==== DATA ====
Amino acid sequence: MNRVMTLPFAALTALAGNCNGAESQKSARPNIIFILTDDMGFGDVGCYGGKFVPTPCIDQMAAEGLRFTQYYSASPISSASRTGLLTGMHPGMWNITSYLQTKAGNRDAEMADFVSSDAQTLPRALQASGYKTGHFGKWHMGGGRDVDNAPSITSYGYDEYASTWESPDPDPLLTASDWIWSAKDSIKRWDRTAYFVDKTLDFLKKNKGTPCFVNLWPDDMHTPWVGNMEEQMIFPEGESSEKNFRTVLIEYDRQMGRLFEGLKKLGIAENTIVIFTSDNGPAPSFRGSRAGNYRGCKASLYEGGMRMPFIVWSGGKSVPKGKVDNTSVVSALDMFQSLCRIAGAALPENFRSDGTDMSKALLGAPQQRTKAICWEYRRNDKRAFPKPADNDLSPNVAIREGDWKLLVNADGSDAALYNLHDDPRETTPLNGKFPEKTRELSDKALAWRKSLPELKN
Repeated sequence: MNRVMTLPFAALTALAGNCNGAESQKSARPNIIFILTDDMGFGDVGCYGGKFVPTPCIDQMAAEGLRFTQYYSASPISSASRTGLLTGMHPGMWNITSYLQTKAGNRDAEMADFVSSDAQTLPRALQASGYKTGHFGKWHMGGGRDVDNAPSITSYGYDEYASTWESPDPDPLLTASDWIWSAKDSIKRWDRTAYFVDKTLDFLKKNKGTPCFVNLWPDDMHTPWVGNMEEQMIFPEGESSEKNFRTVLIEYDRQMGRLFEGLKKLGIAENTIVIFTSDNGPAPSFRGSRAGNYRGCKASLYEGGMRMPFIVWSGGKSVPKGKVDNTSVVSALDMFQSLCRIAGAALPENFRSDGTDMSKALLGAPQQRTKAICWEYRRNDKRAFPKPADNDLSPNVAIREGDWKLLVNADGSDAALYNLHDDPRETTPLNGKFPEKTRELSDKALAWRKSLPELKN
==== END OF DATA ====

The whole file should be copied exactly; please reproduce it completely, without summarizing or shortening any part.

Amino acid sequence: MNRVMTLPFAALTALAGNCNGAESQKSARPNIIFILTDDMGFGDVGCYGGKFVPTPCIDQMAAEGLRFTQYYSASPISSASRTGLLTGMHPGMWNITSYLQTKAGNRDAEMADFVSSDAQTLPRALQASGYKTGHFGKWHMGGGRDVDNAPSITSYGYDEYASTWESPDPDPLLTASDWIWSAKDSIKRWDRTAYFVDKTLDFLKKNKGTPCFVNLWPDDMHTPWVGNMEEQMIFPEGESSEKNFRTVLIEYDRQMGRLFEGLKKLGIAENTIVIFTSDNGPAPSFRGSRAGNYRGCKASLYEGGMRMPFIVWSGGKSVPKGKVDNTSVVSALDMFQSLCRIAGAALPENFRSDGTDMSKALLGAPQQRTKAICWEYRRNDKRAFPKPADNDLSPNVAIREGDWKLLVNADGSDAALYNLHDDPRETTPLNGKFPEKTRELSDKALAWRKSLPELKN
Repeated sequence: MNRVMTLPFAALTALAGNCNGAESQKSARPNIIFILTDDMGFGDVGCYGGKFVPTPCIDQMAAEGLRFTQYYSASPISSASRTGLLTGMHPGMWNITSYLQTKAGNRDAEMADFVSSDAQTLPRALQASGYKTGHFGKWHMGGGRDVDNAPSITSYGYDEYASTWESPDPDPLLTASDWIWSAKDSIKRWDRTAYFVDKTLDFLKKNKGTPCFVNLWPDDMHTPWVGNMEEQMIFPEGESSEKNFRTVLIEYDRQMGRLFEGLKKLGIAENTIVIFTSDNGPAPSFRGSRAGNYRGCKASLYEGGMRMPFIVWSGGKSVPKGKVDNTSVVSALDMFQSLCRIAGAALPENFRSDGTDMSKALLGAPQQRTKAICWEYRRNDKRAFPKPADNDLSPNVAIREGDWKLLVNADGSDAALYNLHDDPRETTPLNGKFPEKTRELSDKALAWRKSLPELKN